« PreviousContinue »
map be a goo J Man, tho' he be richly cloathtdiox ought I know.
hut this rich Man was an Epicure in his Dies, as well as in his cloaths. He was a Slave to his Palate, and made a God of his Belly; indulging his Genius, he gave hims If wholly up ro a voluptuous Lise of continual feasting and Meriment. He did not only fare welland plentifully, but ricÆ/p, fumptuwsty and deliriously; he did not fare thus //'we* only, as there might be fit occasions for it, but he did so always; he fared sumptuously every Day. He did not eat and drink,vcA use other lawful Delights, orily for the preservation of Life and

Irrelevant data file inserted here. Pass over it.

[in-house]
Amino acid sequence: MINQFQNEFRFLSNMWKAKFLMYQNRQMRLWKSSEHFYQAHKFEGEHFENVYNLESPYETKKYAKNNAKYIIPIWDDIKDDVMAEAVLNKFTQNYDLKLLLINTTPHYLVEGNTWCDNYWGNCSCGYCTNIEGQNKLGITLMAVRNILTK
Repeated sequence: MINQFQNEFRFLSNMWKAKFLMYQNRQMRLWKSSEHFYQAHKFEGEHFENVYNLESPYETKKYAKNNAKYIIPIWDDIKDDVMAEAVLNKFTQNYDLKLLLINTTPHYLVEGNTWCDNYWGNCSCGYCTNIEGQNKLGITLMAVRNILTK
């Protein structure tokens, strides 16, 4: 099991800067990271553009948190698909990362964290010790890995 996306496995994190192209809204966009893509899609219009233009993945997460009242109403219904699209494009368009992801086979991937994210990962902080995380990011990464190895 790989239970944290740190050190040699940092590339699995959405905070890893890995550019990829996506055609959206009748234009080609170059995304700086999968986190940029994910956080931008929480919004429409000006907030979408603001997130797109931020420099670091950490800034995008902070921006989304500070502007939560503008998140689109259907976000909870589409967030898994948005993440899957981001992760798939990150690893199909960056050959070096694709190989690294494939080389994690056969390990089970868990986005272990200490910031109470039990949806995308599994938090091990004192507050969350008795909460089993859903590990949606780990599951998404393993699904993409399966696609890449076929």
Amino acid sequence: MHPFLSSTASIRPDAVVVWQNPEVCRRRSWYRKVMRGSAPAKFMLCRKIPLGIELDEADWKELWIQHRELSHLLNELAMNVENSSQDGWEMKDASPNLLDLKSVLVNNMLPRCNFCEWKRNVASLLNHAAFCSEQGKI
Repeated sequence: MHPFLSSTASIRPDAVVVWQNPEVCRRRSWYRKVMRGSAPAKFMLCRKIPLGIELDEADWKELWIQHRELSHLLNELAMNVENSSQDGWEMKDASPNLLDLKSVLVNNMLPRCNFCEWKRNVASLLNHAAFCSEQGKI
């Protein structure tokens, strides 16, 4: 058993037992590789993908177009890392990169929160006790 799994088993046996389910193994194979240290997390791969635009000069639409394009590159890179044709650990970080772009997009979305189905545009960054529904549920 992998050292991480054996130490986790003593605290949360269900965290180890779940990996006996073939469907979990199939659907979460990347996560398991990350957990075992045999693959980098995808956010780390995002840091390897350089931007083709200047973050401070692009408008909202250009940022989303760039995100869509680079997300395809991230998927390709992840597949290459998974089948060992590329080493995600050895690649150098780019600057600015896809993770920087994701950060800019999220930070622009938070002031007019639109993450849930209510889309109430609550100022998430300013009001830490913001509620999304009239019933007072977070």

Health, for Ncurishment and Strength, wirh Æ/oderaticn and Thanksgiving to God, for the Refreshment and Exhihrating, or chearing up of his Sprits and Soul: But for the pleasure of eating, and drinking and wen? Company.; and this as often as he could, it being his constant and »«ry way of living, so that when he was not at ir, he was out of his Rode, and out of his Element, and knew not what to do with himself, but either to lie down and Sleep, or tocall out his Degs to seek more Provision for his Belly. This it should seem, was the Life of this rich Gentleman, and thus he spent his precious Time.
Many such Gentlemen as this we now every where meet with, and with a great many more that would be such, if they knew how. Indeed many of us for want of his Riches are not able